Four years after A.I., ARGs, as they're known, may not be mainstream but they're gaining ground with marketers. Since "The Beast," clients as varied as Coke, Microsoft, Mini, Sega, Activision, Sharp, and Audi have embraced the concept. In 2003, Jeff Goodby, writing in Advertising Age, heralded a new age of "voluntary advertising," in which marketers would have to make ads that people chose to see. But while television ads remain largely involuntary, ARGs and online narratives have grown up entirely on the voluntary model. "The notion of programming being 'sponsored by' an advertiser or being 'brought to you' by an advertiser is a notion that the younger generation is completely unaware of," says Kirt Gunn of Kirt Gunn & Associates, which has created web-based storylines for Mercury and Ford. "Programs are no longer 'brought to you' by an advertiser; they're interrupted by an advertiser. Anytime you can introduce the notion of reciprocity to this generation, it's the first time that they will have seen it."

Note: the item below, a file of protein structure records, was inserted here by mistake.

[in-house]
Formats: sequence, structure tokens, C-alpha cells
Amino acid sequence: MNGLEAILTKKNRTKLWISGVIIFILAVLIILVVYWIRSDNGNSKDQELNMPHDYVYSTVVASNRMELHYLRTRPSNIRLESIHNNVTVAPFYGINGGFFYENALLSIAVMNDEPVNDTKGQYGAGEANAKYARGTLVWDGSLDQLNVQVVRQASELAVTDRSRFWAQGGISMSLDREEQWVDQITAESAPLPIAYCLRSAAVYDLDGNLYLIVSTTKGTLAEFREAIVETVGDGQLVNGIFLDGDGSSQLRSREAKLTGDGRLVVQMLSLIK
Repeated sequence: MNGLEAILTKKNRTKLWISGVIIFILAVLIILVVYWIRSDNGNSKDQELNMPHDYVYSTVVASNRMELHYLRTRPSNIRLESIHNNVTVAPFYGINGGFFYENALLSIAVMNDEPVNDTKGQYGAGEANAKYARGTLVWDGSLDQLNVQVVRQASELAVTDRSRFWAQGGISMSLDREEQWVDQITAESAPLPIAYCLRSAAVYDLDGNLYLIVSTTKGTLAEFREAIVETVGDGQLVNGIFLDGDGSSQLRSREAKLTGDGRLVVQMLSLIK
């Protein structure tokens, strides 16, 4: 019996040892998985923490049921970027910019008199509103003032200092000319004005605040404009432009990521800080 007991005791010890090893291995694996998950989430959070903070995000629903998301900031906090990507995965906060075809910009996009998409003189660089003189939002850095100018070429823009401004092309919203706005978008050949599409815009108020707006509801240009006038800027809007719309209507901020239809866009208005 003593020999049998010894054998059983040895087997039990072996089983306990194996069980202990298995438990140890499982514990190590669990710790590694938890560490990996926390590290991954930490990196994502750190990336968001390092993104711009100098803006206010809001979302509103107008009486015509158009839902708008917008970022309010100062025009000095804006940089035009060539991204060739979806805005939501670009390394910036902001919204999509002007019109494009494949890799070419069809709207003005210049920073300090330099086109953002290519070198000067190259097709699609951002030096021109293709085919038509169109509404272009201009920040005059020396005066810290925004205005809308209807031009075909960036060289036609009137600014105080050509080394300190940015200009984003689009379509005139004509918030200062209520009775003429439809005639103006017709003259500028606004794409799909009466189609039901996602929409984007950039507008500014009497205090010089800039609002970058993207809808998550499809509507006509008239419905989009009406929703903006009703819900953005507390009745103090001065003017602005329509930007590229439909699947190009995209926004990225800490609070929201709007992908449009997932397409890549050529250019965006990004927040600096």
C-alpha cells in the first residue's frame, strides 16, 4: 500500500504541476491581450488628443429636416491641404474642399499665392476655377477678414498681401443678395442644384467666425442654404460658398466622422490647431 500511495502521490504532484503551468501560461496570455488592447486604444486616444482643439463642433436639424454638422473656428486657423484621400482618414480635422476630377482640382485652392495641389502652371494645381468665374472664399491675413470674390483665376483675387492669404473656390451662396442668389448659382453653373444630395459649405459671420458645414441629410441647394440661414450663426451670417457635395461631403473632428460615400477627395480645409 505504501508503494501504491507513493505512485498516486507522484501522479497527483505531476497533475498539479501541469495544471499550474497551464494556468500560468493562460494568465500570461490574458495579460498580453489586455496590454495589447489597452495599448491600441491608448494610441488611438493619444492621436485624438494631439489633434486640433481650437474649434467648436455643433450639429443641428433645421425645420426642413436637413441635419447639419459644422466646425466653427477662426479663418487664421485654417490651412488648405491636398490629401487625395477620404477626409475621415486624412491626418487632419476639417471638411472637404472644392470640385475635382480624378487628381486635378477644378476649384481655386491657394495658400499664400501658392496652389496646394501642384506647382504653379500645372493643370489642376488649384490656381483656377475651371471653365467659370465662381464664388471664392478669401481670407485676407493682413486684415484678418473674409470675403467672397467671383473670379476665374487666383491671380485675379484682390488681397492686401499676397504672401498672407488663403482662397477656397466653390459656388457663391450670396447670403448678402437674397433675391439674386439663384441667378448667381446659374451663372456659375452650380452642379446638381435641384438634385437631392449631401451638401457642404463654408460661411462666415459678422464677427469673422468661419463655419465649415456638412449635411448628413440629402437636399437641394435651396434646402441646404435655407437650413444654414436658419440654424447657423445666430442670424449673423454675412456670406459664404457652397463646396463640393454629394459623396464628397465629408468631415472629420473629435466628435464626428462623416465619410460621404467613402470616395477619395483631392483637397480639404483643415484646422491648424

After creating "The Beast," Stewart, his creative partner Elan Lee, and campaign ringleader Jordan Weisman formed 42 Entertainment, a Bay Area company that has since launched popular ARGs like "I Love Bees" (in support of Xbox title Halo 2) and "Last Call Poker" (a promotion for the Activision game Gun). Meanwhile, on the East Coast, the folks behind The Blair Witch Project, collectively known as the Haxans, were putting their expertise in marketing and storytelling into projects like Sega's "Beta 7" campaign, Sharp's puzzler "Urns," and-most recently-the Audi adventure "The Art of the Heist."
While these campaigns-and similar efforts, like Crispin Porter + Bogusky's "Men of Metal" hoax for Mini and a campaign on behalf of ABC's hit show Lost-have differences, they have a few things in common: Consumers choose to participate in them and they participate in them collectively. With each new game, message boards crop up and players communally puzzle over the story and share the information that is dispensed to them via every available medium: websites, e-mail, faxes, films, phone messages. Some players travel to collect clues or attend live events tied to the games, and they form friendships that continue until the next ARG rolls around. For the launch of the Xbox, 42 created a game centered around a fictional mad professor and a magical device called Hex168; when the game kicked off, an unexplained symbol (for Hex168) appeared in everything from crop circles to marching band formations at college football games. The "Last Call Poker" ARG focused on an online poker site where participants played hands with long dead characters from a story set in the Wild West. Many of those participants would also play live hands with each other at events in cemeteries around the country.